What’s most fascinating about the reactions to Emily Letts’ video of her abortion is the role fantasy plays in
criticisms from the right, and what that generally says about the state of debate over abortion in this country—specifically, the fantasy that there’s a “baby” or even a “fetus” involved in an abortion like Letts’.
Since the video Letts shot of her abortion went viral, the reactions have been varied: There are people who need help resolving their feelings after an abortion, and ostensibly pro-choice people who’ve chided her, saying she isn’t a perfect spokesperson for the cause since she acknowledged that she wasn’t using birth control when she got pregnant.
A key piece of New York Gov. Andrew Cuomo’s Women’s Equality Agenda failed to pass a senate committee vote Tuesday. The Women’s Reproductive Health Act, which would have expanded access to abortion care in the state, was blocked by Republicans and seems unlikely to pass the legislature this session.
Twenty-five-year-old abortion counselor Emily Letts filmed her abortion and made the non-graphic video public. She discusses why she released the video and how she’s handling reactions, with HuffPost Live and Charlotte Taft, director of the Abortion Care Network.
Reproductive rights advocates at the committee hearing told RH Reality Check that once HB 388 opponents began to testify, most of the committee members left the room.
Emily Letts, an abortion counselor, decided to film her own abortion “to show it wasn’t scary—and that there is such a thing as a positive abortion story.” She added that her “hope is that someone somewhere will see this and it will provide some guidance, strength, support, or whatever else they need in that moment. I want to tell that person that you are not alone. Having an abortion does not make you a bad person, a bad woman, a bad mother. Having an abortion does not make you guilty. It is simply one step in your reproductive story. You are not alone. I am here for you. We are all here for you.”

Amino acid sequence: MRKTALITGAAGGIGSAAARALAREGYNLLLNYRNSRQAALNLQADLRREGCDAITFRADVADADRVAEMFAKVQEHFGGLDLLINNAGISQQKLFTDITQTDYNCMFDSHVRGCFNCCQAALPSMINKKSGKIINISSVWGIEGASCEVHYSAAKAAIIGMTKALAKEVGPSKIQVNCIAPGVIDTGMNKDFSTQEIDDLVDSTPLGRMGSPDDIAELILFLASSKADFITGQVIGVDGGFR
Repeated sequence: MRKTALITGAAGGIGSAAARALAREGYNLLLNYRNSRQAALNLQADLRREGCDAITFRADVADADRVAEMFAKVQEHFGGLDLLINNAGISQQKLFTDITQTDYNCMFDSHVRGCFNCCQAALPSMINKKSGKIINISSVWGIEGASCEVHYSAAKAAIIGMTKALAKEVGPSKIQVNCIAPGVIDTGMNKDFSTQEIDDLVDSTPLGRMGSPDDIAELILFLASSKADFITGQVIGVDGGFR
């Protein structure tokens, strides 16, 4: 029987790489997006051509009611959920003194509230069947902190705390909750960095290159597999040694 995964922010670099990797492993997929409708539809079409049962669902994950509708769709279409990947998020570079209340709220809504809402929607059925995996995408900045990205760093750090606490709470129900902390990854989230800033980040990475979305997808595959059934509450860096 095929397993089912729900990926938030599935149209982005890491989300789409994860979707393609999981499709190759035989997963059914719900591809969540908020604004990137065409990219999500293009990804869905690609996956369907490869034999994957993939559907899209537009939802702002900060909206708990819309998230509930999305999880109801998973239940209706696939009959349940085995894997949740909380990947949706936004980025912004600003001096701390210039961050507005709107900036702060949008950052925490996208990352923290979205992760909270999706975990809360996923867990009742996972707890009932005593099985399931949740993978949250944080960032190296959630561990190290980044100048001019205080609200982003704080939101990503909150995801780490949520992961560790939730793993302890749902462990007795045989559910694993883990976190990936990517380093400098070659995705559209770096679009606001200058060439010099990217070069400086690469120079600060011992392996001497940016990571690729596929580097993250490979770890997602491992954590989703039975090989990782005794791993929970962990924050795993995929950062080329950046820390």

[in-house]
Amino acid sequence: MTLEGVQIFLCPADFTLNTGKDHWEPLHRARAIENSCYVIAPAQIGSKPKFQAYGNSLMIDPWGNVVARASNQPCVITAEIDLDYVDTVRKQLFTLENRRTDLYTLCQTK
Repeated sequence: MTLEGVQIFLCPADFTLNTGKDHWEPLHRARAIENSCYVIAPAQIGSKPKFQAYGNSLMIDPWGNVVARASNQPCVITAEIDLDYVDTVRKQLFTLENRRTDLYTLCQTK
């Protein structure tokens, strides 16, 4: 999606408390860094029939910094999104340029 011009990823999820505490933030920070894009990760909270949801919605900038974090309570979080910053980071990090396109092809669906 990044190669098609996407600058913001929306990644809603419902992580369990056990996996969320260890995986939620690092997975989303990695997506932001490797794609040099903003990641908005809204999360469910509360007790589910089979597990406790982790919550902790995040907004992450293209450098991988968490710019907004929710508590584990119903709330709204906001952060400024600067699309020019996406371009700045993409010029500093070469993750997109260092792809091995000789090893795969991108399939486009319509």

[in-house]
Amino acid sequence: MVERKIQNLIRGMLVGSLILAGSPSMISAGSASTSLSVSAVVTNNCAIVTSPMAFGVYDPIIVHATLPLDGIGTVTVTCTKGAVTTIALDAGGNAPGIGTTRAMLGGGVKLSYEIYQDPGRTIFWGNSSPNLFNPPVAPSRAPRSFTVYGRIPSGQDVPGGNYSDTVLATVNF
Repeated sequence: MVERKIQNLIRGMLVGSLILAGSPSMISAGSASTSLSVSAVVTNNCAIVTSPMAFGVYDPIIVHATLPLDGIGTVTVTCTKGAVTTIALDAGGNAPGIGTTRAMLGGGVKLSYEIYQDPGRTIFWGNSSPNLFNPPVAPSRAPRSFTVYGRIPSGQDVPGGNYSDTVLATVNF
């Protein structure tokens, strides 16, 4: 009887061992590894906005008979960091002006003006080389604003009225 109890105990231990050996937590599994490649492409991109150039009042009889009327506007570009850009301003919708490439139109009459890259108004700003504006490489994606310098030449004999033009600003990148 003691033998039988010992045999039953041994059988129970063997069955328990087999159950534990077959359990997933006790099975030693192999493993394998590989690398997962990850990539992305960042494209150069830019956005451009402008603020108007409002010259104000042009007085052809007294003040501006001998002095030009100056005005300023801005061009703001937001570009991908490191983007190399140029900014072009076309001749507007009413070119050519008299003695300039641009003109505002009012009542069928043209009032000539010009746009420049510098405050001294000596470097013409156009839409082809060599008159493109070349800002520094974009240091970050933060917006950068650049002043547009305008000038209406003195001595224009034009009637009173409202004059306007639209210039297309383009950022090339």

There’s only one remaining abortion clinic in Missouri—a Planned Parenthood facility in St. Louis—and anti-choice lawmakers are hell-bent on closing it, introducing nearly 40 anti-choice bills over the past two years.
A new report released Monday, coordinated with a lobbying effort on Capitol Hill, says that returning Peace Corps volunteers see a policy denying them abortion coverage under any circumstances as “punitive and unfair” and think it needs to be changed.
On this episode of Reality Cast, I cover the Fifth Circuit court case regarding hospital admitting privileges in Mississippi, both with a segment and an interview with a lawyer from the Center for Reproductive Rights. Also, Bill O’Reilly blames Beyoncé for teen pregnancy, but does that make any sense at all?
The ban was amended to address some of the most pressing concerns from critics, but opponents of the bill say it is still an unconstitutional restriction on women’s health.